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April 14, 2019

The Raven's Tale by Cat Winters ~ a Review

by MK French

Seventeen-year-old Edgar Poe can't wait to escape his foster family's home to go to university. He loves his foster mother, but his foster father cuts down his attempts at poetry and the intellectual pursuits. This is complicated by the appearance of his macabre muse in physical form, whom he names Lenore.

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The Raven's Tale
April 2019; Amulet Books; 978-1419733628
ebook, print (368 pages); historical fiction
The Raven's Tale is a work of historical fiction, which should be clear from the outset: muses don't generally take physical form and walk around cities leaving behind ashy footsteps. Cat Winters states from the outset that some liberties are taken with this exploration of Edgar Poe's teenage years, and that is one. The emotional connection that Edgar has for his mother (foster and biological), his biological sister, his love for Elmira, his need to be known for his own intelligence and abilities, and his need to write feel very realistic. He feels isolated from those in the higher social class of Richmond, Virginia because his birth family had been theater actors, even though he had been raised in wealth and given the impressive formal education that they did. That college education that Edgar yearned for is stymied from the start by his foster father, who refuses to provide all of the tuition or fees needed, starting Edgar on the path of loans and gambling to try to make ends meet.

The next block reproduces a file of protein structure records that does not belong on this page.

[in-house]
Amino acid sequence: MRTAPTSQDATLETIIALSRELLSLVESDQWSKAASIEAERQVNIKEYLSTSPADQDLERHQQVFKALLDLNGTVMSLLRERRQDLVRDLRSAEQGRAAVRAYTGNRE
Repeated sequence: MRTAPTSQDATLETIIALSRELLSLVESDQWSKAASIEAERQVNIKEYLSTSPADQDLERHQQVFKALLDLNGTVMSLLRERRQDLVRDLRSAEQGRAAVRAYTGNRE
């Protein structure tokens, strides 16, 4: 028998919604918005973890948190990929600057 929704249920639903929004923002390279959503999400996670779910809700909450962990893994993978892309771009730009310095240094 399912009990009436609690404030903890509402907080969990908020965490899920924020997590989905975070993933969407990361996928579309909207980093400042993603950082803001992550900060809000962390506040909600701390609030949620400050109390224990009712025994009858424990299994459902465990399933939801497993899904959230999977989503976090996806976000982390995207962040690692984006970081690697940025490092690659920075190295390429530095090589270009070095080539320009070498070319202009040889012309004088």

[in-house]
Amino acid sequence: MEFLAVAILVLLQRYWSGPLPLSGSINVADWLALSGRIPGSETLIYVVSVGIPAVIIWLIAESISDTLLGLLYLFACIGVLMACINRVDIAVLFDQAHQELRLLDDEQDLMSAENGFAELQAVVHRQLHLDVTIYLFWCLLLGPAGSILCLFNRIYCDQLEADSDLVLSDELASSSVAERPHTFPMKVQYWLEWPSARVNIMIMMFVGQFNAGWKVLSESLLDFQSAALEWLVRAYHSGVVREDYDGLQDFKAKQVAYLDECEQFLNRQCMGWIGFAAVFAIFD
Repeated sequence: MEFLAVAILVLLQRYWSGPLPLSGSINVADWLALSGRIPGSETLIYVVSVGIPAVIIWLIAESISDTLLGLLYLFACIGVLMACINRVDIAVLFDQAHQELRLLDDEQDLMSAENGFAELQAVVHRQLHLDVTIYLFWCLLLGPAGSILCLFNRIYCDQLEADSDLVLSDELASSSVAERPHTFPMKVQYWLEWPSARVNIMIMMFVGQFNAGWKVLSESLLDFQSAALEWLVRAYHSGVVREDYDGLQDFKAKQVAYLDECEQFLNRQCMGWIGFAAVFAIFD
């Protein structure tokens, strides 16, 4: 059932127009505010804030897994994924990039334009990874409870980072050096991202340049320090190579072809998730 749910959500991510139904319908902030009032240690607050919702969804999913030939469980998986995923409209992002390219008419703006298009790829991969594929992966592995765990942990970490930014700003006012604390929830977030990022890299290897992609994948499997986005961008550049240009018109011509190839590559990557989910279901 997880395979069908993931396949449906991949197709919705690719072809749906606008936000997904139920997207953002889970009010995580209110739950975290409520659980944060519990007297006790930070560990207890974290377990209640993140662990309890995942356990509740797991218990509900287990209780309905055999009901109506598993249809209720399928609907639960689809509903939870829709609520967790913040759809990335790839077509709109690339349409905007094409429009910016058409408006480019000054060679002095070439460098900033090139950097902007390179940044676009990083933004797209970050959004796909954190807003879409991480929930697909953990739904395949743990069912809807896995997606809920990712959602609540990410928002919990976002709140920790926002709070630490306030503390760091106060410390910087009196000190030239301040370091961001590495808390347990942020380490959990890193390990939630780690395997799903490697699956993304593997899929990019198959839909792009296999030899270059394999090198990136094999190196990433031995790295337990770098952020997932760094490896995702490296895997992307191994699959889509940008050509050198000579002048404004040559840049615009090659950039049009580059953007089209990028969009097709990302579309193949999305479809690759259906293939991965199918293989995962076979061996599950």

I didn't know much about Edgar Poe's early life or background, so I enjoyed getting a glimpse into the time period and what his life could have been like. The people around him are also realistic portraits of who they could have been, which tells me that Cat Winters did extensive research not only into the details of Poe's life but into the time period and the major figures of his life. In fact, we do get a closing chapter that tells us more about what happens to them all when they're adults, long after this story closes.

The main focus of this story is the battle between Art and Logic, as symbolized by the muses that Edgar interacts with and the fears of his foster father cutting off all financial support. It's a very real fear because the story of the starving artist can have disastrous consequences if they do occur. While fragments of poetry will feed the muse, they won't feed Edgar. As a teenager, Edgar faces the longing to be accepted and make friends and is stricken when those friendships prove to be far more shallow than he had supposed. The poetry scattered throughout the text is actually derived from the first published work that he made, as well as some of Cat Winters' own attempts to mimic it. It really weaves together events in a way that it feels like the natural inspiration for some of his early work. I really appreciate the time and research put in, and how real that everyone felt throughout the novel.

Buy The Raven's Tale at Amazon

Born and raised in New York City, M.K. French started writing stories when very young, dreaming of different worlds and places to visit. She always had an interest in folklore, fairy tales, and the macabre, which has definitely influenced her work. She currently lives in the Midwest with her husband, three young children, and golden retriever. 

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